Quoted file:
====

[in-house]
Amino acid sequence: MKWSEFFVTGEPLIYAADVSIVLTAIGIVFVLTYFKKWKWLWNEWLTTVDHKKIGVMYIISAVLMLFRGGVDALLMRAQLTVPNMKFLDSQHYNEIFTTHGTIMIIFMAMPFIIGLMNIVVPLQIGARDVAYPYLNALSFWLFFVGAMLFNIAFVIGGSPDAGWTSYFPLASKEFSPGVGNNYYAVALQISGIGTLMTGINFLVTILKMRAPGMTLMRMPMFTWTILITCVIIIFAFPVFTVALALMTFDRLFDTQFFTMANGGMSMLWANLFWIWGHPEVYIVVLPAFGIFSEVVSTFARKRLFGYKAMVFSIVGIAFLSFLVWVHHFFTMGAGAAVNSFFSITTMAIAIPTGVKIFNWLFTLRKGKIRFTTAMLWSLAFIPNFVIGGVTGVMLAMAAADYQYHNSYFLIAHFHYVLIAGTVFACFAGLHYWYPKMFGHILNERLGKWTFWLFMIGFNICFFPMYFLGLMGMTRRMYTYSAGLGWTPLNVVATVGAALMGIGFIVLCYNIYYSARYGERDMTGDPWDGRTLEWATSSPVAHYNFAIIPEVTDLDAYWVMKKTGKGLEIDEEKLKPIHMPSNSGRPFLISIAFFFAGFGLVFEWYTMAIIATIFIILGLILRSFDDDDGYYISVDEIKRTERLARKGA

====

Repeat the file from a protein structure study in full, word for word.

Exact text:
[in-house]
Amino acid sequence: MKWSEFFVTGEPLIYAADVSIVLTAIGIVFVLTYFKKWKWLWNEWLTTVDHKKIGVMYIISAVLMLFRGGVDALLMRAQLTVPNMKFLDSQHYNEIFTTHGTIMIIFMAMPFIIGLMNIVVPLQIGARDVAYPYLNALSFWLFFVGAMLFNIAFVIGGSPDAGWTSYFPLASKEFSPGVGNNYYAVALQISGIGTLMTGINFLVTILKMRAPGMTLMRMPMFTWTILITCVIIIFAFPVFTVALALMTFDRLFDTQFFTMANGGMSMLWANLFWIWGHPEVYIVVLPAFGIFSEVVSTFARKRLFGYKAMVFSIVGIAFLSFLVWVHHFFTMGAGAAVNSFFSITTMAIAIPTGVKIFNWLFTLRKGKIRFTTAMLWSLAFIPNFVIGGVTGVMLAMAAADYQYHNSYFLIAHFHYVLIAGTVFACFAGLHYWYPKMFGHILNERLGKWTFWLFMIGFNICFFPMYFLGLMGMTRRMYTYSAGLGWTPLNVVATVGAALMGIGFIVLCYNIYYSARYGERDMTGDPWDGRTLEWATSSPVAHYNFAIIPEVTDLDAYWVMKKTGKGLEIDEEKLKPIHMPSNSGRPFLISIAFFFAGFGLVFEWYTMAIIATIFIILGLILRSFDDDDGYYISVDEIKRTERLARKGA